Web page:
Thick As a Brick 2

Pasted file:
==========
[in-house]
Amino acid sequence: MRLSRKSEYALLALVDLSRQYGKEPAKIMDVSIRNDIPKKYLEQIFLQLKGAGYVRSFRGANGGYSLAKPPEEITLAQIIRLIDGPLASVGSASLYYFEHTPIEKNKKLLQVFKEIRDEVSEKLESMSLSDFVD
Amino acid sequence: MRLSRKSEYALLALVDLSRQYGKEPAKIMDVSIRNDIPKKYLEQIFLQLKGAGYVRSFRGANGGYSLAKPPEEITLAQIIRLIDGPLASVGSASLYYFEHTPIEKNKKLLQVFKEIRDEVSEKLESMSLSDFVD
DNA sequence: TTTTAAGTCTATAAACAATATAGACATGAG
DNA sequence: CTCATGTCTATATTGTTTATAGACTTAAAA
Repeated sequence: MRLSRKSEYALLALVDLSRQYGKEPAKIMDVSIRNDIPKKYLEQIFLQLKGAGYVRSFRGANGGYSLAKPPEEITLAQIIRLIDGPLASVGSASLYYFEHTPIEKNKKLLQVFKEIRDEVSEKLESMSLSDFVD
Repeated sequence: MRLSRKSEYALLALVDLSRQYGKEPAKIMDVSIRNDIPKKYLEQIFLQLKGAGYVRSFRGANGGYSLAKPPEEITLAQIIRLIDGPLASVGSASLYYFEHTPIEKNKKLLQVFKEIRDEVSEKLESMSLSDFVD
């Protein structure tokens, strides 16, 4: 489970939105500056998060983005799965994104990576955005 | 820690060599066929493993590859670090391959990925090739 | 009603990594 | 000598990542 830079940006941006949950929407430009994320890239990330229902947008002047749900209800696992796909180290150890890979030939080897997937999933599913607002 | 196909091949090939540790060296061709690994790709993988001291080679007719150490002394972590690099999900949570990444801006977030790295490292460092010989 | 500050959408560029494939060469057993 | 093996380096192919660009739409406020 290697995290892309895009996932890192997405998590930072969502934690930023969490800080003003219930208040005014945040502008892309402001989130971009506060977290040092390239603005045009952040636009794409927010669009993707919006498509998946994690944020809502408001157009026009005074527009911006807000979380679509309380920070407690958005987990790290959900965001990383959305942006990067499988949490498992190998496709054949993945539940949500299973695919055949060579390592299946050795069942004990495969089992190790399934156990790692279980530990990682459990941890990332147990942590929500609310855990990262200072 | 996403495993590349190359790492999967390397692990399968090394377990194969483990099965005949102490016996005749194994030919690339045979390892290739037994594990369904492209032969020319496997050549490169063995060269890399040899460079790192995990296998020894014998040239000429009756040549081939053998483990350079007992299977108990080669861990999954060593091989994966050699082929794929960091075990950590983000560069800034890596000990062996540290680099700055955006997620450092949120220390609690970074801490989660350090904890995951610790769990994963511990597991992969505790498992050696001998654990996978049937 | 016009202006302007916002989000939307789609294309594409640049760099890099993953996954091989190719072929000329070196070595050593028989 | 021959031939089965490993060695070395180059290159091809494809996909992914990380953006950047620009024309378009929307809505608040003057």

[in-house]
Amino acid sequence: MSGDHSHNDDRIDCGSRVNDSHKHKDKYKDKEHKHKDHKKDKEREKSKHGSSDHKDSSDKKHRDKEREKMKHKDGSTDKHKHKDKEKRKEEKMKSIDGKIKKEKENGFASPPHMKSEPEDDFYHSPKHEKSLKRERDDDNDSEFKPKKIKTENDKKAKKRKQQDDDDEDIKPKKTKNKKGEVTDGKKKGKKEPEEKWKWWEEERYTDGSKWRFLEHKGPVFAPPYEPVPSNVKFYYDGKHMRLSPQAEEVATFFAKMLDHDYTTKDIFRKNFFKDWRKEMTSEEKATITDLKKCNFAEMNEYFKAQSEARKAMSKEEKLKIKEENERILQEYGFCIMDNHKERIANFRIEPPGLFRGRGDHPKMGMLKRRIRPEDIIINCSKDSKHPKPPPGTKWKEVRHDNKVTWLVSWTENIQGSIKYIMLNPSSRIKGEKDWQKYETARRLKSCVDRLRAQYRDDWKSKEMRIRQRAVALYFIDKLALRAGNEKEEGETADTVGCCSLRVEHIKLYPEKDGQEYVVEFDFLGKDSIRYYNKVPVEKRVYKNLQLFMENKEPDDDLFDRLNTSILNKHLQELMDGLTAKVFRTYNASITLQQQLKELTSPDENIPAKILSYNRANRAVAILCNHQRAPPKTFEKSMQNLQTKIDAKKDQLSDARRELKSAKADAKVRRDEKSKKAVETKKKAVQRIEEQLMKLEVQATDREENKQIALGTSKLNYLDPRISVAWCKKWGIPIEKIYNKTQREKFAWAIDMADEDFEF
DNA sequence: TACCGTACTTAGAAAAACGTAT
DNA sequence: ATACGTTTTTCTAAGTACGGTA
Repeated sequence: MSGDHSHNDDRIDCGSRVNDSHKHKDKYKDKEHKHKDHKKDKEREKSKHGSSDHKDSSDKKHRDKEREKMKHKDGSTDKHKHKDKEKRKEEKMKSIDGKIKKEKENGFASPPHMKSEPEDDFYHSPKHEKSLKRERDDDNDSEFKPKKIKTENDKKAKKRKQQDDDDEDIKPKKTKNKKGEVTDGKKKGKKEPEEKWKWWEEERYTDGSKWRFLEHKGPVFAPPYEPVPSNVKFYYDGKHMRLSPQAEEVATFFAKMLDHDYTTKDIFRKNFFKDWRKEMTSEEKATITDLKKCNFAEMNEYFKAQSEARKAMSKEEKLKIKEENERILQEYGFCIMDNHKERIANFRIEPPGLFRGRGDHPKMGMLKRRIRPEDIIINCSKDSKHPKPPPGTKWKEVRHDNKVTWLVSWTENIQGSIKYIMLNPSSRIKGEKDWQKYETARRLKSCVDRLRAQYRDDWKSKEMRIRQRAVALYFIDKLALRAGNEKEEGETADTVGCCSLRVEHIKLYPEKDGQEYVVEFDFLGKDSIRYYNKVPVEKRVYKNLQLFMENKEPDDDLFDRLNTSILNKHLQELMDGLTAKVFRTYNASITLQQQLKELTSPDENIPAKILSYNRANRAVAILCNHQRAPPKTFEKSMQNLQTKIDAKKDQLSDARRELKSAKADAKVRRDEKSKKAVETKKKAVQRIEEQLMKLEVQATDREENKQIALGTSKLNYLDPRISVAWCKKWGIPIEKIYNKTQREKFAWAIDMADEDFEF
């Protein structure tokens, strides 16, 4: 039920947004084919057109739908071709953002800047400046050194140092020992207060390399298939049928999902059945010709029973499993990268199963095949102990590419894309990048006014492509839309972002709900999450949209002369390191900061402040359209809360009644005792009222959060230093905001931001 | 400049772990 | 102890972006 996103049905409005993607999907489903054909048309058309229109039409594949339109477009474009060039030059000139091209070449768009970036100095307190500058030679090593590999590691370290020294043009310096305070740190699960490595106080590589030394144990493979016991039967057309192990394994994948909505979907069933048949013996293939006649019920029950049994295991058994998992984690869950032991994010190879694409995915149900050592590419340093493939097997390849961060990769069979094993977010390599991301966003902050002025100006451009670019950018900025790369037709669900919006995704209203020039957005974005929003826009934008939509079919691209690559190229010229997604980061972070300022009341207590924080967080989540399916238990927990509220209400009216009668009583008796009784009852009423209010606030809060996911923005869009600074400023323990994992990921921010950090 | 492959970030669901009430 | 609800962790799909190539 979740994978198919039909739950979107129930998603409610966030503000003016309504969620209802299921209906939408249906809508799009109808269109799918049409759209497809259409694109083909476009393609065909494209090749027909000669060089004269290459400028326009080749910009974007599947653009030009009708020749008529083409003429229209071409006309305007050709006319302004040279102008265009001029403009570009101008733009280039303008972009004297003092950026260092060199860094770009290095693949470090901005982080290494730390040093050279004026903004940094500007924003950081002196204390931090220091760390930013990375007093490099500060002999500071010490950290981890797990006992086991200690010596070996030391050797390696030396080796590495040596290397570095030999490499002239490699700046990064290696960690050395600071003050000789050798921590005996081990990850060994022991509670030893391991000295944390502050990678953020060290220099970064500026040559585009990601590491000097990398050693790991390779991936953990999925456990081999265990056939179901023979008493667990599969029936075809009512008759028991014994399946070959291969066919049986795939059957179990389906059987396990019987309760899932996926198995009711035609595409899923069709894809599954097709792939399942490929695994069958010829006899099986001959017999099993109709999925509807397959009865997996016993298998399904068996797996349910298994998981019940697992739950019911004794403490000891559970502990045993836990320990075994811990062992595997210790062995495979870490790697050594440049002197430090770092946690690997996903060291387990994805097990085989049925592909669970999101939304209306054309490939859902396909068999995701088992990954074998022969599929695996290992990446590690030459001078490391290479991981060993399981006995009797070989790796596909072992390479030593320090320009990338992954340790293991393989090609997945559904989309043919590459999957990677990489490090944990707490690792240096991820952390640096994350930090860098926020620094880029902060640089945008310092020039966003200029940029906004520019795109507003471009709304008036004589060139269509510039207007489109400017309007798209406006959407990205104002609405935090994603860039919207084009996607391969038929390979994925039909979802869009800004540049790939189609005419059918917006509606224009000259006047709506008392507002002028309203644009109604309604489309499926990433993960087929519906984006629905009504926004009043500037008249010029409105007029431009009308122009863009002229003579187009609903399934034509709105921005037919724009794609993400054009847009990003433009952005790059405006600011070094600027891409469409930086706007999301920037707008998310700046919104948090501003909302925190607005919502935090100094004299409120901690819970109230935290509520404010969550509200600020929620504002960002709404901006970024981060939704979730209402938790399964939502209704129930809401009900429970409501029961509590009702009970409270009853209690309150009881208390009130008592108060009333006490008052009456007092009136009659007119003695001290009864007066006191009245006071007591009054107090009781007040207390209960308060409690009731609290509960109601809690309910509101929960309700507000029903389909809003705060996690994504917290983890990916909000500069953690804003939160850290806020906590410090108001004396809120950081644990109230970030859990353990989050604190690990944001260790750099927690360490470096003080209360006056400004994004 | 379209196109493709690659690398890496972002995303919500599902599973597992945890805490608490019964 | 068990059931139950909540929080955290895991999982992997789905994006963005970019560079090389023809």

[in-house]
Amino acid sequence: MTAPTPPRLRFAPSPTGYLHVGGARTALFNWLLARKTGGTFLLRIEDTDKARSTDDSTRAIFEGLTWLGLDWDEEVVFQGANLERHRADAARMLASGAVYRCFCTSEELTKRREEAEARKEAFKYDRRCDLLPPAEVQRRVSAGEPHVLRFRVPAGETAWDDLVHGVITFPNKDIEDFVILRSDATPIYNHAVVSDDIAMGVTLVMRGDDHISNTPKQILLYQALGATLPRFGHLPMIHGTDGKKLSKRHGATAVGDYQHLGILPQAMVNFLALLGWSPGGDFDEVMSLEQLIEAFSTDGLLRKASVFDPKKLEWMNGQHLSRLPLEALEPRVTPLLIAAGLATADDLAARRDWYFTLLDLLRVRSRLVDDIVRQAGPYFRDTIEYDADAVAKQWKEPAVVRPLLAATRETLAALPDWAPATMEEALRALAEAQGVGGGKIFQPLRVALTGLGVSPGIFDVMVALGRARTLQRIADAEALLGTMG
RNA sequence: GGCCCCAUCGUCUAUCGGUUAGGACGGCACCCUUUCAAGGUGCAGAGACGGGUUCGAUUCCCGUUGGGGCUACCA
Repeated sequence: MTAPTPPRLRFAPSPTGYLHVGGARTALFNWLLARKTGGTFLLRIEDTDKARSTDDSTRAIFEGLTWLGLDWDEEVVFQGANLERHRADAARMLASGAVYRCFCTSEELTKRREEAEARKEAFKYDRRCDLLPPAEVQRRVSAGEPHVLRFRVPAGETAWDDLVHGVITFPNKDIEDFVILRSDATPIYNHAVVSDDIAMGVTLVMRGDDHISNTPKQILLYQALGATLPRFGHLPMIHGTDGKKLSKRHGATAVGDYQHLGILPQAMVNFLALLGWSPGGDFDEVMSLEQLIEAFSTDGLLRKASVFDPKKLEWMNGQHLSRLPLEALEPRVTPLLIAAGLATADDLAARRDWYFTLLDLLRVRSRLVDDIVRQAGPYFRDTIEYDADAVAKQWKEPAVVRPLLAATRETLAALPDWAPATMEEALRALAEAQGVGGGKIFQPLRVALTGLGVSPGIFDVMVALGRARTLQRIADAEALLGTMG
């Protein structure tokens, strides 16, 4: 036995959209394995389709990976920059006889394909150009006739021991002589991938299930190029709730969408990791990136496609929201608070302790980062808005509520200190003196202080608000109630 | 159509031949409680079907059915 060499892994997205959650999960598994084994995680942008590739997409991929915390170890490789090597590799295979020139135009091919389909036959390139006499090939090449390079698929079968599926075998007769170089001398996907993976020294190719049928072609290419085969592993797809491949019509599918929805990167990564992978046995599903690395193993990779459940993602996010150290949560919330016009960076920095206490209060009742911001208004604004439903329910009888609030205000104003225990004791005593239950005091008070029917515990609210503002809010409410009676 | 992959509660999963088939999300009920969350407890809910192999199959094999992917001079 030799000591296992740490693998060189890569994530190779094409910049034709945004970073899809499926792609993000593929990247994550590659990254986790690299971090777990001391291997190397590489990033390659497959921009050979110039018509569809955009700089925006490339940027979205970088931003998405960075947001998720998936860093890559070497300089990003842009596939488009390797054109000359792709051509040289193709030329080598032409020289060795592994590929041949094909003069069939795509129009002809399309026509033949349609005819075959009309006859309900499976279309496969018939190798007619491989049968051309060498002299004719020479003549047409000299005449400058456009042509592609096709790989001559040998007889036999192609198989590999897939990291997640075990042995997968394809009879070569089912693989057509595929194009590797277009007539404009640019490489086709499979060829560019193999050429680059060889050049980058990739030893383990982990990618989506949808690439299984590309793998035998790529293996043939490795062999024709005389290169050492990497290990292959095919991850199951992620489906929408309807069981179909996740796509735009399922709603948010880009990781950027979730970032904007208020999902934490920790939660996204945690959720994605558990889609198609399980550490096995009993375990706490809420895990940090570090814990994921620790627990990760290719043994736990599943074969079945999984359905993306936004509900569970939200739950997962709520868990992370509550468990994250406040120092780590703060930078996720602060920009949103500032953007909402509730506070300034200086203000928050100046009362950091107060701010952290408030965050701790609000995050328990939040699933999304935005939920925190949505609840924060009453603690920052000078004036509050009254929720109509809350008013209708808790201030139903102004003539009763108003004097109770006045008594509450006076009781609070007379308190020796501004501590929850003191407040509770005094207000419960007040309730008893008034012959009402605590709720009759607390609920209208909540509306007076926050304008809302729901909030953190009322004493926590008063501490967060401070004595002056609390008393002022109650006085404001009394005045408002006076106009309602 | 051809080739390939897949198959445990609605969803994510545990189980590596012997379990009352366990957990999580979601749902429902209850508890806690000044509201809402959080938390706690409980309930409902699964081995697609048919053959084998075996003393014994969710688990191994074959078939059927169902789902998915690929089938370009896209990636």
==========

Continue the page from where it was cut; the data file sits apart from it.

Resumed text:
Forty years after Jethro Tull's landmark Thick as a Brick concept album, Tull leader Ian Anderson writes what he imagines would be the sequel. It's what he imagines, since the original album—a playful mocking of the concept album format—was supposed to be the work of child prodigy Gerald Bostock, age 10. Now Gerald is 50, and the featured newspaper (the St. Cleve Chronicle) is a website. The times have changed, but the music hasn't. Anderson remains true to Tull's original vision, basing the music on acoustic and electric guitars, flute, and organ. Tunes such as "Old School Song" and "Wootton Basset Town" sound like lost tracks from the original album's sessions. Unlike the original, 2 isn't one long song; it's a series of tunes that share musical motifs. Longtime Tull collaborator/guitarist Martin Barre is missed, but overall, Tull fans (who've held on through the group's recent works) will recognize the writing here as sharp and worth spending extensive time poring over. The original album is the sentimental favorite, but there are nicely detailed moments here to thrill Tull fanatics.